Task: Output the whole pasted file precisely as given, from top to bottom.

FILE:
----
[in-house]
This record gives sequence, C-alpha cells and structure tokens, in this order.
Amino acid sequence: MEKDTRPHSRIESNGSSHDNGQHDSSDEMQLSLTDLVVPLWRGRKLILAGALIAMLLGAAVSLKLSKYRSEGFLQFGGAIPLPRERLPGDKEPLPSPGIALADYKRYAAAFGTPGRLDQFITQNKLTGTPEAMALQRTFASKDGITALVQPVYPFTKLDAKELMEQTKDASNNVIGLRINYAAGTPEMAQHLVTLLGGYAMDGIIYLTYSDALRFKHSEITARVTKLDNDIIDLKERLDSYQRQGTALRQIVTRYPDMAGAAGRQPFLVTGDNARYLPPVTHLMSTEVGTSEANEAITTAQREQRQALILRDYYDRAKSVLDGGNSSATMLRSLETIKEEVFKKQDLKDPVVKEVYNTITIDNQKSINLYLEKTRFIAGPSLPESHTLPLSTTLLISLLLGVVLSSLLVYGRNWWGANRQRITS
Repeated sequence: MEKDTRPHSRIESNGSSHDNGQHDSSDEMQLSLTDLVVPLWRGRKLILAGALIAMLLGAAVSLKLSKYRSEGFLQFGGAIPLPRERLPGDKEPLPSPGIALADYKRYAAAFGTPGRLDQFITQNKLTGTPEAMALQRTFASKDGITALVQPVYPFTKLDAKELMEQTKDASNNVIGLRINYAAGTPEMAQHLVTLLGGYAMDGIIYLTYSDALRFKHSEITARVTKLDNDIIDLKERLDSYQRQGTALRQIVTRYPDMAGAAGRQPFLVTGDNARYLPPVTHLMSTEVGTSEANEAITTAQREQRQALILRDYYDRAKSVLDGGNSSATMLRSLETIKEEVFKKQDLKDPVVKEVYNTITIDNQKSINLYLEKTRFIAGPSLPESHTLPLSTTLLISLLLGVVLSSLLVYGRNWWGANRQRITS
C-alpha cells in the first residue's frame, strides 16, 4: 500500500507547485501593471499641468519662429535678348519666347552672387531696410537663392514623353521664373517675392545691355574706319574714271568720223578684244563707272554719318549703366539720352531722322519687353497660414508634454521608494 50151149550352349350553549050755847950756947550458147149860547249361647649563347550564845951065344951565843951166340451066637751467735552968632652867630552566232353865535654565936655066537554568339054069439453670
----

[in-house]
This record gives sequence, C-alpha cells and structure tokens, in this order.
Amino acid sequence: MEKDTRPHSRIESNGSSHDNGQHDSSDEMQLSLTDLVVPLWRGRKLILAGALIAMLLGAAVSLKLSKYRSEGFLQFGGAIPLPRERLPGDKEPLPSPGIALADYKRYAAAFGTPGRLDQFITQNKLTGTPEAMALQRTFASKDGITALVQPVYPFTKLDAKELMEQTKDASNNVIGLRINYAAGTPEMAQHLVTLLGGYAMDGIIYLTYSDALRFKHSEITARVTKLDNDIIDLKERLDSYQRQGTALRQIVTRYPDMAGAAGRQPFLVTGDNARYLPPVTHLMSTEVGTSEANEAITTAQREQRQALILRDYYDRAKSVLDGGNSSATMLRSLETIKEEVFKKQDLKDPVVKEVYNTITIDNQKSINLYLEKTRFIAGPSLPESHTLPLSTTLLISLLLGVVLSSLLVYGRNWWGANRQRITS
Repeated sequence: MEKDTRPHSRIESNGSSHDNGQHDSSDEMQLSLTDLVVPLWRGRKLILAGALIAMLLGAAVSLKLSKYRSEGFLQFGGAIPLPRERLPGDKEPLPSPGIALADYKRYAAAFGTPGRLDQFITQNKLTGTPEAMALQRTFASKDGITALVQPVYPFTKLDAKELMEQTKDASNNVIGLRINYAAGTPEMAQHLVTLLGGYAMDGIIYLTYSDALRFKHSEITARVTKLDNDIIDLKERLDSYQRQGTALRQIVTRYPDMAGAAGRQPFLVTGDNARYLPPVTHLMSTEVGTSEANEAITTAQREQRQALILRDYYDRAKSVLDGGNSSATMLRSLETIKEEVFKKQDLKDPVVKEVYNTITIDNQKSINLYLEKTRFIAGPSLPESHTLPLSTTLLISLLLGVVLSSLLVYGRNWWGANRQRITS
C-alpha cells in the first residue's frame, strides 16, 4: 500500500507547485501593471499641468519662429535678348519666347552672387531696410537663392514623353521664373517675392545691355574706319574714271568720223578684244563707272554719318549703366539720352531722322519687353497660414508634454521608494 50151149550352349350553549050755847950756947550458147149860547249361647649563347550564845951065344951565843951166340451066637751467735552968632652867630552566232353865535654565936655066537554568339054069439453670